Following this was a session on innovation in energy services for emerging economies. The presenters, representing X-wind, Buffalo Grid and Renovagen, were all private-sector participants in the event, being entrepreneurs involved in SMEs for clean energy development. The presentations focused on the efforts of the companies to develop products and services for emerging markets. X-wind is a company producing resilient, vertical-axis wind turbines for community-scale deployment. Buffalo Grid produces pay-as-you-go solar-powered electricity and wireless internet base stations for deployment in off-grid communities. Renovagen is a new start-up producing fast-deploying PV micro-grids for off-grid communities, as well as in disaster relief and industrial applications, based on a novel flexible PV array. These organisations shared a number of features: all were looking to expand energy services access in developing economies, and they also all identified the need to tailor the product or service to the challenges of emerging market contexts. For example, resilience was a key feature of X-wind turbines, with low maintenance requirements improving reliability. The prevalence of mobile connectivity in the developing world, particularly Sub-Saharan Africa, was also incorporated into the Buffalo Grid product design, with mobile charging being identified as a key service to offer for increased take-up of the product. This point was also discussed in more detail in the fourth session.

Participants were encouraged to network over lunch and visit the presentation booths. The STEPs project booth received a good amount of interest from researchers and entrepreneurs interested in thermal energy access, and business models for energy access more broadly.

The third plenary session focused on financing and support for SMEs, and access to finance. Representatives from the Shell Foundation, UKTI and Enclude Capital Advisory presented on available and appropriate financing routes and the challenges to financial access in emerging markets, as well as the support available for SMEs from financial, governmental and non-governmental institutions. Appropriate finance for SMEs was a key point of the presentations. In the design of financing mechanisms for small and medium enterprise in developing countries, the type of financial assistance can have a significant effect on the impact of the financing on the company, particularly in transition points between sizes of companies. For example, donor funding is most useful to start-up companies that may not be able to afford market loans for growth, whereas commercial or governmental loans/financing schemes are more useful to more established organisations.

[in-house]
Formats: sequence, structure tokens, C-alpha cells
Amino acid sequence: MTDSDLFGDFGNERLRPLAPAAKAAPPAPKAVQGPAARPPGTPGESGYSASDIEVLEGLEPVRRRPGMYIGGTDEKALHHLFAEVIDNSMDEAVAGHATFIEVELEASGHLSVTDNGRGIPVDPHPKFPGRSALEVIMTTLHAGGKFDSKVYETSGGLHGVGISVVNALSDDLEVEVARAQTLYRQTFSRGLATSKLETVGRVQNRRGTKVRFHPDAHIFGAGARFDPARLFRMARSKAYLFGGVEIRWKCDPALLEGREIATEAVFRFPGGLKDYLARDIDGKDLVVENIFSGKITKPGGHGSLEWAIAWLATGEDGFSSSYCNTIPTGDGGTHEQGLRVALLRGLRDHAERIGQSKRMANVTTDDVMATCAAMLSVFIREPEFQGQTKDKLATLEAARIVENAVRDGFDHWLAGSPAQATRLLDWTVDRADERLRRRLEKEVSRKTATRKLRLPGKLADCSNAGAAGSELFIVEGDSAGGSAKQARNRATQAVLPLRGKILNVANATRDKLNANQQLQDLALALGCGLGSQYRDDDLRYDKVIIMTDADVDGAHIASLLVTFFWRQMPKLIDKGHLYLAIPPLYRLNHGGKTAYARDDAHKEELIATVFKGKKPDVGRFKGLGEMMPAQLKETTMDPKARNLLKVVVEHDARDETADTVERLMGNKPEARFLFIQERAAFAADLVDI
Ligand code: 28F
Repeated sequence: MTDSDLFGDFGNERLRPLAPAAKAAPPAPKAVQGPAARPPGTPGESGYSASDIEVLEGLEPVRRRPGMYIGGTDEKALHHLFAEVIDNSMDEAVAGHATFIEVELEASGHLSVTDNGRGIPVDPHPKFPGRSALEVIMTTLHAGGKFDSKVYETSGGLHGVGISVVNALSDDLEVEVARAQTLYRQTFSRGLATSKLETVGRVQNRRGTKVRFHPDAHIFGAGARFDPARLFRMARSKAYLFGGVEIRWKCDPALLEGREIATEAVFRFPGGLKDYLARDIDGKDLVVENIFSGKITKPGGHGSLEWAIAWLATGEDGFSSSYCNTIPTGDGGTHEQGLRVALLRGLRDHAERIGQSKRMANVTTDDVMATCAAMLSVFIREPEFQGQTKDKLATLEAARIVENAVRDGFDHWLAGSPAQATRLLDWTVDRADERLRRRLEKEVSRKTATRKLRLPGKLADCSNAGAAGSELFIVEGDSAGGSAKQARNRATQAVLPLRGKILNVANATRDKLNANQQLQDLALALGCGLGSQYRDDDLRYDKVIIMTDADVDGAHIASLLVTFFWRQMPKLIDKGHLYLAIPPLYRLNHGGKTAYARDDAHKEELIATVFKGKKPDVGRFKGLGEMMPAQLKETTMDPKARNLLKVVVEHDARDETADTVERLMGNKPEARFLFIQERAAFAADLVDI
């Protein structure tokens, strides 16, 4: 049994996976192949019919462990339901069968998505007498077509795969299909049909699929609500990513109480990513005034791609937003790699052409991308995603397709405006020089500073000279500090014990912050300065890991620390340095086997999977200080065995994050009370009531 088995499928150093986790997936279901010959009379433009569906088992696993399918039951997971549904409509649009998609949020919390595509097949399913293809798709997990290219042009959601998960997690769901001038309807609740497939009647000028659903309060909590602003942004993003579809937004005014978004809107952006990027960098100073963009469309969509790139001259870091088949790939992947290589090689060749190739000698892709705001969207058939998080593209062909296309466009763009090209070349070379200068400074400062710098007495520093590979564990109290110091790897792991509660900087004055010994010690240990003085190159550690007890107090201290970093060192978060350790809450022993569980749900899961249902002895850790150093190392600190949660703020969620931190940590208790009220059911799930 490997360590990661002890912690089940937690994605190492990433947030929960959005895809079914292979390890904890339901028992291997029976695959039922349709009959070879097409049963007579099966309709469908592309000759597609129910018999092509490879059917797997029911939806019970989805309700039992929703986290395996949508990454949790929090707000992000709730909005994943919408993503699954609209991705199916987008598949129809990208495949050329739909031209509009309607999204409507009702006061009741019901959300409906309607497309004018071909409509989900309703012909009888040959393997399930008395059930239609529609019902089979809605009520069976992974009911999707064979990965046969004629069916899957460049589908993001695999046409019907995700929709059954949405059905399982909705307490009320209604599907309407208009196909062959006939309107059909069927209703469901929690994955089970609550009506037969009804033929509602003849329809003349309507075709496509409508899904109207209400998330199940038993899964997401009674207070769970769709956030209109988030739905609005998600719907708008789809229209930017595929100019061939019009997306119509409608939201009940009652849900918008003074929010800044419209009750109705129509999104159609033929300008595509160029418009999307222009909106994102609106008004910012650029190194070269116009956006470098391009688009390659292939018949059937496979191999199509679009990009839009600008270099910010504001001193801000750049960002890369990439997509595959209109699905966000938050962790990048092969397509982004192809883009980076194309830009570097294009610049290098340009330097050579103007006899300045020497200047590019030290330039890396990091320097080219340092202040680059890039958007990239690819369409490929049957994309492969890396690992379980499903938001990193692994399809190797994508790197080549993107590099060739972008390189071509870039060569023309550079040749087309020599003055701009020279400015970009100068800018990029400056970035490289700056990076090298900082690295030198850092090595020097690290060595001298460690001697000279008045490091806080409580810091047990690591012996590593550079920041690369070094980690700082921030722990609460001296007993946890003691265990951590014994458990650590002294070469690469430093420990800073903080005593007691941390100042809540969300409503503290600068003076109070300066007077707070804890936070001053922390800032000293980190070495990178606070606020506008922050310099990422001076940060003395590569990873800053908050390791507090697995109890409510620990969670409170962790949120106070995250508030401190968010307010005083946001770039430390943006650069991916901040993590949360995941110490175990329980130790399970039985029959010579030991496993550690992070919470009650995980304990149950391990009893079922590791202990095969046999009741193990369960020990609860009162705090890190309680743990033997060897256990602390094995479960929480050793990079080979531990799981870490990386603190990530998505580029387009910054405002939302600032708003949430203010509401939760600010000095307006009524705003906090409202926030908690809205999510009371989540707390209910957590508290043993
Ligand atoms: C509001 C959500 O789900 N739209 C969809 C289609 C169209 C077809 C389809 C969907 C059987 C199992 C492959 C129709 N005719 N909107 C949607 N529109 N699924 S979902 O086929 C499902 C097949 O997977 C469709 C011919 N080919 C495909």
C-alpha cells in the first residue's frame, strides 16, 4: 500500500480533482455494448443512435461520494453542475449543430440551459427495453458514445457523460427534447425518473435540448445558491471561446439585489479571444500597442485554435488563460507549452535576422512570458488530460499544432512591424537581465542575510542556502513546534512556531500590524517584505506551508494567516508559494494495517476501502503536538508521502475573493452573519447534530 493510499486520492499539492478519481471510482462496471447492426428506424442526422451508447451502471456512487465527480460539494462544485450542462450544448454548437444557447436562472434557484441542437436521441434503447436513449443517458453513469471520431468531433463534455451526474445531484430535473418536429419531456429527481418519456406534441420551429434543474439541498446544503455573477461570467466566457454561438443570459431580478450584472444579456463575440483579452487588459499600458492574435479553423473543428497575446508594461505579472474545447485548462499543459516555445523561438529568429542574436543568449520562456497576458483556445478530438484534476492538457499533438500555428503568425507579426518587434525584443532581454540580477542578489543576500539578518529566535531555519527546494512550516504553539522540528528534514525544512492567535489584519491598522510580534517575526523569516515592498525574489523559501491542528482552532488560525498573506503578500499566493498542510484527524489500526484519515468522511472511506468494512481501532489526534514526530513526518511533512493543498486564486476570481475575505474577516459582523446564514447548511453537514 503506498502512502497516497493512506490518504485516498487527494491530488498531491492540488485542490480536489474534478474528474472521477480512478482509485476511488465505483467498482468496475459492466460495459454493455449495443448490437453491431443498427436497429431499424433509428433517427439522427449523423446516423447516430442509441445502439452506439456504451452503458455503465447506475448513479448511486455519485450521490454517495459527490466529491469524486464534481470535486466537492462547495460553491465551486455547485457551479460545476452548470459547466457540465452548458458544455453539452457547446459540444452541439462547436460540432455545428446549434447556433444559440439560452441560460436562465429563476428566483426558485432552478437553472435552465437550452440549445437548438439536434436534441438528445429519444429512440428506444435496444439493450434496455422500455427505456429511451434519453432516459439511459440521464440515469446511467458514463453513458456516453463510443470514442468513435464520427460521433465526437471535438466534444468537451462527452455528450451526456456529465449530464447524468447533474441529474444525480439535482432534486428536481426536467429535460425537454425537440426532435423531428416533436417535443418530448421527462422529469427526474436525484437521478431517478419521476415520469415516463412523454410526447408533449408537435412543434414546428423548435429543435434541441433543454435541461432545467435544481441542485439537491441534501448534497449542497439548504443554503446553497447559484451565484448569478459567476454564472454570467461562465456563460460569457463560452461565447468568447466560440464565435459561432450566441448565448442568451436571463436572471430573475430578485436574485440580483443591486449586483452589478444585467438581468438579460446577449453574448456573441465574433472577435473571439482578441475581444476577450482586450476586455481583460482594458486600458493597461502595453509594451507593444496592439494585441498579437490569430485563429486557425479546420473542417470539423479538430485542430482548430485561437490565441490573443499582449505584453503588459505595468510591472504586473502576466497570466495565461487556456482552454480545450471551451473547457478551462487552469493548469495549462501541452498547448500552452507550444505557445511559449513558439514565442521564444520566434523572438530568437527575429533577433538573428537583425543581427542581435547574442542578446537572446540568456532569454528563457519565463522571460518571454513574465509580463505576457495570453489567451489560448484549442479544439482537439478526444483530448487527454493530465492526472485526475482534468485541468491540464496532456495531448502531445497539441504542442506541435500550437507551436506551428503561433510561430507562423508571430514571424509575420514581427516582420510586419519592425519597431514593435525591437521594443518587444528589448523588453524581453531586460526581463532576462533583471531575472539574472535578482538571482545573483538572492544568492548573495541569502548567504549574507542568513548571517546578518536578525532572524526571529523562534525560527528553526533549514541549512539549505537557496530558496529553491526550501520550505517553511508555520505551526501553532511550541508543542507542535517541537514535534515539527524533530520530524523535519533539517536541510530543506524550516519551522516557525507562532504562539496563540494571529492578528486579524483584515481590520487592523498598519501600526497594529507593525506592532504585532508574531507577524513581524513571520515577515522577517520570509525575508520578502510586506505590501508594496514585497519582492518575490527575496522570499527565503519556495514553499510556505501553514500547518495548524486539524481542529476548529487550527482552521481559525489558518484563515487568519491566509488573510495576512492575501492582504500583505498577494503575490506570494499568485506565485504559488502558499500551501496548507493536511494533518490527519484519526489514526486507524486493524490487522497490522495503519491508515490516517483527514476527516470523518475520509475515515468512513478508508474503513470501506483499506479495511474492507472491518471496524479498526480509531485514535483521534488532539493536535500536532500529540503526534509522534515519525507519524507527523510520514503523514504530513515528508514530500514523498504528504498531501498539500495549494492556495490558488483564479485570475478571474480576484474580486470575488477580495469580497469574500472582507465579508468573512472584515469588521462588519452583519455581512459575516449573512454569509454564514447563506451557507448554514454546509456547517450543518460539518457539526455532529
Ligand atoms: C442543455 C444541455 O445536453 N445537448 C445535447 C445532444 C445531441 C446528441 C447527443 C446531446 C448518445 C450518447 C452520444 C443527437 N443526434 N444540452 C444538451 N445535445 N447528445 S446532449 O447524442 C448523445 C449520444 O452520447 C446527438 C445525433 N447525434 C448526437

The fourth session sought to clarify the realities of energy services for emerging economies through presentations from a number of organisations and companies with experience in emerging market projects, ranging from humanitarian and aid-sector solar lighting organisations to distributed wind generation providers. Two themes were recurrent in the presentations: the necessity of assessing the nuances of the local and regional market in designing products and services for emerging markets, and the huge potential to be found in integrating products and services in a ‘smart’ fashion, most notably through the use of mobile technology. Mobile signal access has developed significantly faster than electricity access in many emerging markets, and with the immense success of the M-PESA and M-KOPA systems, integrating financial transactions into mobile systems has been proven to be a workable business model. The design of clean energy products is also key to their success in supplanting established traditional technologies in emerging markets. This can be as simple as reducing the height of a cookstove so that it can be used more easily, but can have a significant impact on market penetration.

The final session of the day focused on the impact that academic research and evidence can have in supporting the activities of SMEs working in emerging economies. Speakers from SolarAid, Oxford University’s Power and Energy Group and DFID engaged in discussions with the room on how academic research can assist in the design of business models and market research for SMEs, as well as in simulation, social and demographic analysis and other areas. The concept of innovation synergies with academic research was also highlighted, with the academic sector being able to assist in all stages of product and service development, from needs assessment to testing and evaluation of products, to effective deployment strategies and models.

– Daniel Kerr, UCl Energy Institute